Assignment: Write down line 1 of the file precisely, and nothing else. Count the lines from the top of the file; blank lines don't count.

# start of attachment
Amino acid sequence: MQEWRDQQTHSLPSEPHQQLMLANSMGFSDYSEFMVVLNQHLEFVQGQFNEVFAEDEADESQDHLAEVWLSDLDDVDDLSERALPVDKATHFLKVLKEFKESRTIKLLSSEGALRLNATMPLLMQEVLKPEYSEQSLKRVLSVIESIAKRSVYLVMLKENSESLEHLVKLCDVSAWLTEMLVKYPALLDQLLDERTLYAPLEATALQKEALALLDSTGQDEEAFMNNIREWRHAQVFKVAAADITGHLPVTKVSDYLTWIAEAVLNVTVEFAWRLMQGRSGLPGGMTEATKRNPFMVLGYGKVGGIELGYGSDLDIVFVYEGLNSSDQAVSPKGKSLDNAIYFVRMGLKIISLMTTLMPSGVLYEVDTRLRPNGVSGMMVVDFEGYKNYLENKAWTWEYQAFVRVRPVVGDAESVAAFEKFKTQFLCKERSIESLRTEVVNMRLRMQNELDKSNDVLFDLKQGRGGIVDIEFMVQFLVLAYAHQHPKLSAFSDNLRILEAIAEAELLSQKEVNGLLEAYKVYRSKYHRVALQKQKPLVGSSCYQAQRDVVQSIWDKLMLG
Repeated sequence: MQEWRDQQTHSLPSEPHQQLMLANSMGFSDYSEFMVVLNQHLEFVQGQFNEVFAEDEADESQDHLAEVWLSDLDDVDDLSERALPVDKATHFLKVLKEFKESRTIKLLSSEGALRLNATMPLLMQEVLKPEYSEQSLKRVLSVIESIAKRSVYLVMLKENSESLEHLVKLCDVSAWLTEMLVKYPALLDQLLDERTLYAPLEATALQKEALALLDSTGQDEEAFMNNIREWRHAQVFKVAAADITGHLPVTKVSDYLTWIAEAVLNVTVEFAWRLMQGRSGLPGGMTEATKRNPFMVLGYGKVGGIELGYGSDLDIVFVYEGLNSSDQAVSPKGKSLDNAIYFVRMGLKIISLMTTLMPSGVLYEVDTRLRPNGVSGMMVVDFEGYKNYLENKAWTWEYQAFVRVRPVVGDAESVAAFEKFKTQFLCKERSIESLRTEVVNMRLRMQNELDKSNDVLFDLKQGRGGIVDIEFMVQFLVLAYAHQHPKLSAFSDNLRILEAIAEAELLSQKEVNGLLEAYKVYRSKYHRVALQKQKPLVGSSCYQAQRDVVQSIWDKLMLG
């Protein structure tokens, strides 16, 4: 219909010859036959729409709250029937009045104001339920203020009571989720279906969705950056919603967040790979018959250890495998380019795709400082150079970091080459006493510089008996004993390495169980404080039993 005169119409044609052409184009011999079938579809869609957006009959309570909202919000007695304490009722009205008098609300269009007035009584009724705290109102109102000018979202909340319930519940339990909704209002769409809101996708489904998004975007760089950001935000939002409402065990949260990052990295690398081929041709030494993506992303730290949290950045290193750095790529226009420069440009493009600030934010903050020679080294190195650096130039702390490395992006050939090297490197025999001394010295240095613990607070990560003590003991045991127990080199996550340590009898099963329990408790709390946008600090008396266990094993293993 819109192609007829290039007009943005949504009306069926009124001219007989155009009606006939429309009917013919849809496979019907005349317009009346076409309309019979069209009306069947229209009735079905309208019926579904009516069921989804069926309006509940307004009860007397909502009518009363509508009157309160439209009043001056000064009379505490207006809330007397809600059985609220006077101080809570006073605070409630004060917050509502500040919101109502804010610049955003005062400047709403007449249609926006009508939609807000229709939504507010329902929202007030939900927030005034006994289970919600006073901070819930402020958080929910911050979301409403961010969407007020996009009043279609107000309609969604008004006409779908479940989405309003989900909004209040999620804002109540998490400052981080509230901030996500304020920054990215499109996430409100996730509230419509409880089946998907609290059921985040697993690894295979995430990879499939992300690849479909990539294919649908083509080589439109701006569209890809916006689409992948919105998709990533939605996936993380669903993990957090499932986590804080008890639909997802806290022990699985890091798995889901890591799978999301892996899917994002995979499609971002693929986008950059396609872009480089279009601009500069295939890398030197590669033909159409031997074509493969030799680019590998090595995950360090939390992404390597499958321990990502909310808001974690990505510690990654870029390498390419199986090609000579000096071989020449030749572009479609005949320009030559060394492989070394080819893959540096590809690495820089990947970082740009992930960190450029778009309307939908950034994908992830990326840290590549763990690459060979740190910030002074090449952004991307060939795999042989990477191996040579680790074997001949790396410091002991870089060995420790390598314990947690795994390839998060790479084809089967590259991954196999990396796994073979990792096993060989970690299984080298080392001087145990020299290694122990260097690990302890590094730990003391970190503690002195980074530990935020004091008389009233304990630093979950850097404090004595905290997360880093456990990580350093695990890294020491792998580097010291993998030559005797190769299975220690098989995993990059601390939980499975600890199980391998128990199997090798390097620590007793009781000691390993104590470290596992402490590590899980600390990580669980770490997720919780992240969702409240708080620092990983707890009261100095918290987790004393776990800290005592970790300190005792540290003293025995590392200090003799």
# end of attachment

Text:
Amino acid sequence: MQEWRDQQTHSLPSEPHQQLMLANSMGFSDYSEFMVVLNQHLEFVQGQFNEVFAEDEADESQDHLAEVWLSDLDDVDDLSERALPVDKATHFLKVLKEFKESRTIKLLSSEGALRLNATMPLLMQEVLKPEYSEQSLKRVLSVIESIAKRSVYLVMLKENSESLEHLVKLCDVSAWLTEMLVKYPALLDQLLDERTLYAPLEATALQKEALALLDSTGQDEEAFMNNIREWRHAQVFKVAAADITGHLPVTKVSDYLTWIAEAVLNVTVEFAWRLMQGRSGLPGGMTEATKRNPFMVLGYGKVGGIELGYGSDLDIVFVYEGLNSSDQAVSPKGKSLDNAIYFVRMGLKIISLMTTLMPSGVLYEVDTRLRPNGVSGMMVVDFEGYKNYLENKAWTWEYQAFVRVRPVVGDAESVAAFEKFKTQFLCKERSIESLRTEVVNMRLRMQNELDKSNDVLFDLKQGRGGIVDIEFMVQFLVLAYAHQHPKLSAFSDNLRILEAIAEAELLSQKEVNGLLEAYKVYRSKYHRVALQKQKPLVGSSCYQAQRDVVQSIWDKLMLG